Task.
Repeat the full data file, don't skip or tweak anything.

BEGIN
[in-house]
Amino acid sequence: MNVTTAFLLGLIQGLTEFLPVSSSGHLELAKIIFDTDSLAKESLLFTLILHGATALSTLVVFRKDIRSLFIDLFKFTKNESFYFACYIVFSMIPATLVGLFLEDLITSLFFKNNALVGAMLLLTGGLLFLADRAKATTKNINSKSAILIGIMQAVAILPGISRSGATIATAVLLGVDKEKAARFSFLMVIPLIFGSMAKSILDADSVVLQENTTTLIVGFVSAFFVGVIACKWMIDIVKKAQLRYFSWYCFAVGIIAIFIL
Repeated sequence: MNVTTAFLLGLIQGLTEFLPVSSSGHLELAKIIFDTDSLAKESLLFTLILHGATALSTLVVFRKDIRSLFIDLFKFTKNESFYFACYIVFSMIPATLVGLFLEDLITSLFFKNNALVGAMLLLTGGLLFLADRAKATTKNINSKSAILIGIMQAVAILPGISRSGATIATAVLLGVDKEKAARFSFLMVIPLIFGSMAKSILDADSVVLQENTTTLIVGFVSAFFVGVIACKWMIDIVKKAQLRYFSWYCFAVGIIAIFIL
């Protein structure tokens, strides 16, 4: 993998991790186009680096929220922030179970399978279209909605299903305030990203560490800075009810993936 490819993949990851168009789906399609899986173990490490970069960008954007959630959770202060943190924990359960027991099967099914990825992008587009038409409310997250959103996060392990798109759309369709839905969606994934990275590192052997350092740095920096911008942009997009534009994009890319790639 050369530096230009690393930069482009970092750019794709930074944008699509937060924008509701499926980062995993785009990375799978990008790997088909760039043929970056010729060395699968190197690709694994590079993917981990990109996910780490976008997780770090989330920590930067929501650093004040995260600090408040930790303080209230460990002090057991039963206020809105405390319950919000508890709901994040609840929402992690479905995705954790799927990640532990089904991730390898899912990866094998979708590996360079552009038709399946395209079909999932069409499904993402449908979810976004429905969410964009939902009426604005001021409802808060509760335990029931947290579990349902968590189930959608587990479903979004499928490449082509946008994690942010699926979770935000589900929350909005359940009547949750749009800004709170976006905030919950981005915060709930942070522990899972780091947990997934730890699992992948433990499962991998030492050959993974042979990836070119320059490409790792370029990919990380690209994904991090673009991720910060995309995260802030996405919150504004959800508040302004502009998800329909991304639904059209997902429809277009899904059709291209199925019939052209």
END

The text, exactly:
[in-house]
Amino acid sequence: MNVTTAFLLGLIQGLTEFLPVSSSGHLELAKIIFDTDSLAKESLLFTLILHGATALSTLVVFRKDIRSLFIDLFKFTKNESFYFACYIVFSMIPATLVGLFLEDLITSLFFKNNALVGAMLLLTGGLLFLADRAKATTKNINSKSAILIGIMQAVAILPGISRSGATIATAVLLGVDKEKAARFSFLMVIPLIFGSMAKSILDADSVVLQENTTTLIVGFVSAFFVGVIACKWMIDIVKKAQLRYFSWYCFAVGIIAIFIL
Repeated sequence: MNVTTAFLLGLIQGLTEFLPVSSSGHLELAKIIFDTDSLAKESLLFTLILHGATALSTLVVFRKDIRSLFIDLFKFTKNESFYFACYIVFSMIPATLVGLFLEDLITSLFFKNNALVGAMLLLTGGLLFLADRAKATTKNINSKSAILIGIMQAVAILPGISRSGATIATAVLLGVDKEKAARFSFLMVIPLIFGSMAKSILDADSVVLQENTTTLIVGFVSAFFVGVIACKWMIDIVKKAQLRYFSWYCFAVGIIAIFIL
């Protein structure tokens, strides 16, 4: 993998991790186009680096929220922030179970399978279209909605299903305030990203560490800075009810993936 490819993949990851168009789906399609899986173990490490970069960008954007959630959770202060943190924990359960027991099967099914990825992008587009038409409310997250959103996060392990798109759309369709839905969606994934990275590192052997350092740095920096911008942009997009534009994009890319790639 050369530096230009690393930069482009970092750019794709930074944008699509937060924008509701499926980062995993785009990375799978990008790997088909760039043929970056010729060395699968190197690709694994590079993917981990990109996910780490976008997780770090989330920590930067929501650093004040995260600090408040930790303080209230460990002090057991039963206020809105405390319950919000508890709901994040609840929402992690479905995705954790799927990640532990089904991730390898899912990866094998979708590996360079552009038709399946395209079909999932069409499904993402449908979810976004429905969410964009939902009426604005001021409802808060509760335990029931947290579990349902968590189930959608587990479903979004499928490449082509946008994690942010699926979770935000589900929350909005359940009547949750749009800004709170976006905030919950981005915060709930942070522990899972780091947990997934730890699992992948433990499962991998030492050959993974042979990836070119320059490409790792370029990919990380690209994904991090673009991720910060995309995260802030996405919150504004959800508040302004502009998800329909991304639904059209997902429809277009899904059709291209199925019939052209």